Has EU Solved the Bank Capital Adequacy Problem?
Among all the negative consequences of the Cyprus banking crisis and the disastrous way that policy was framed, there is a silver lining to the problem. That is: the Europeans may have inadvertently solved the bank capital adequacy problem, and European banks have now gone from being some of the weakest to some of the strongest in the world, at least as far as capital adequacy is concerned. How could that be?
The Cyprus problems and their resolution by confiscating the funds of large depositors now show that there are definitively only two types of liabilities now remaining in European banks - insured deposits and capital. While capital usually represents the claims of owners, regulatory supervisors have proved willing to include other kinds of liabilities as capital when computing capital asset ratios, including not only equity but also preferred stock, subordinated debt, and other liabilities, on the grounds that they are available to offset losses in times of financial distress. By imposing losses on all creditors including debt holders, equity holders, and uninsured depositors, the EU has essentially declared that all liabilities that aren’t government-guaranteed will bear losses and hence, have the critical attribute of capital. The priorities of those claims are not yet clear and will likely depend upon individual EU country law. Nonetheless, any questions about whether uninsured deposits are going to experience losses in times of financial distress have now been answered, in a total reversal from the essentially 100% guarantees that were originally extended during the financial crisis.
By imposing losses on large depositors in Cyprus, the EU has effectively redefined all liabilities that aren’t insured as capital, which means that the capital ratios of European banks, for purposes of assessing capital adequacy, have exploded - not through competent management but with the stroke of a pen. While virtually unlimited loss absorption should now be a comfort to European banking supervisors, the policy decision should be sobering for all uninsured depositors who don’t want to risk being treated like equity holders when it comes to losses. This is especially true for depositors in Greek, Spanish, Portuguese, and Italian banks. We would expect a flight of depositors from European banks and not only from those in Cyprus.
The other lesson from the Cyprus debacle, upon which we have opined in another commentary, is that pretending that sovereign debt is riskless is illusionary and dangerous. Cypriot banks loaded up on Greek debt, which was both non-diversified and risky. Cypriot supervisors should have been well-warned, but chose to turn a blind eye. During the US financial crisis, problems with state and local debt did not infect the balance sheets of US banks, mainly because they didn’t hold such debt. So when the Meredith Whitney-manufactured municipal debt crisis occurred, it was a non-event for US banks. The reason, however, was not enlightened bank supervisory policy. Rather, it was a quirk of US tax law that made it uneconomic for banks to hold state and local debt. Sometimes it pays to be lucky rather than smart.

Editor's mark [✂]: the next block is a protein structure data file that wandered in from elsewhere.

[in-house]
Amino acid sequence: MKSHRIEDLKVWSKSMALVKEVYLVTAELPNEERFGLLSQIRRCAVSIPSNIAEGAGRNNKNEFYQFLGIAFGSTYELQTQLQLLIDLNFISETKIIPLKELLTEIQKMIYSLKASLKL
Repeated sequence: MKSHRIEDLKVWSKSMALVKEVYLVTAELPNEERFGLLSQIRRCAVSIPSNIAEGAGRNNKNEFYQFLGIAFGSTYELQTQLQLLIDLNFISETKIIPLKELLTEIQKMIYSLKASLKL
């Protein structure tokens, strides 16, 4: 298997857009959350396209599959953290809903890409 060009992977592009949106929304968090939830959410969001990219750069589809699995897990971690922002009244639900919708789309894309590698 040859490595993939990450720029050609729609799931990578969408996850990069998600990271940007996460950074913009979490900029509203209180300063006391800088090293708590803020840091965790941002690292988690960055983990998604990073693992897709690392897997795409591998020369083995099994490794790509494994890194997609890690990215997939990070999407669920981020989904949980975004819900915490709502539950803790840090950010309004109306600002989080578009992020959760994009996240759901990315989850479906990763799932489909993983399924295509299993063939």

Finally, the European decision on Cyprus also has interesting implications should a large European institution fail or need to be restructured. The losses will be huge and their incidence uncertain, unless the policy is clarified and simply declaring Cyprus a one-off event won’t do. Since most of the major European banks have been rescued rather than being reorganized or having their losses imposed upon creditors, the assumption had been that all deposits would be protected. How will European regulators respond to the next Cyprus-like crisis in a much larger economy? Taxpayers are already on the hook because they are the major bank shareholders due to the financial crisis. But also all depositors are de facto, if not de jure, stock holders as well. The poor taxpayers can’t run, but surely uninsured depositors will no longer hesitate to be out the door, thereby reducing loss-absorption capacity and also creating a short-term liquidity problem that will only exacerbate any other problems the institution may be experiencing. The end result of Eurozone handling of the Cypriot crisis is to create incentives on the part of depositors to look for safe havens, and we now know that Europe is not one of those.
Source: Cumberland Advisors Commentary
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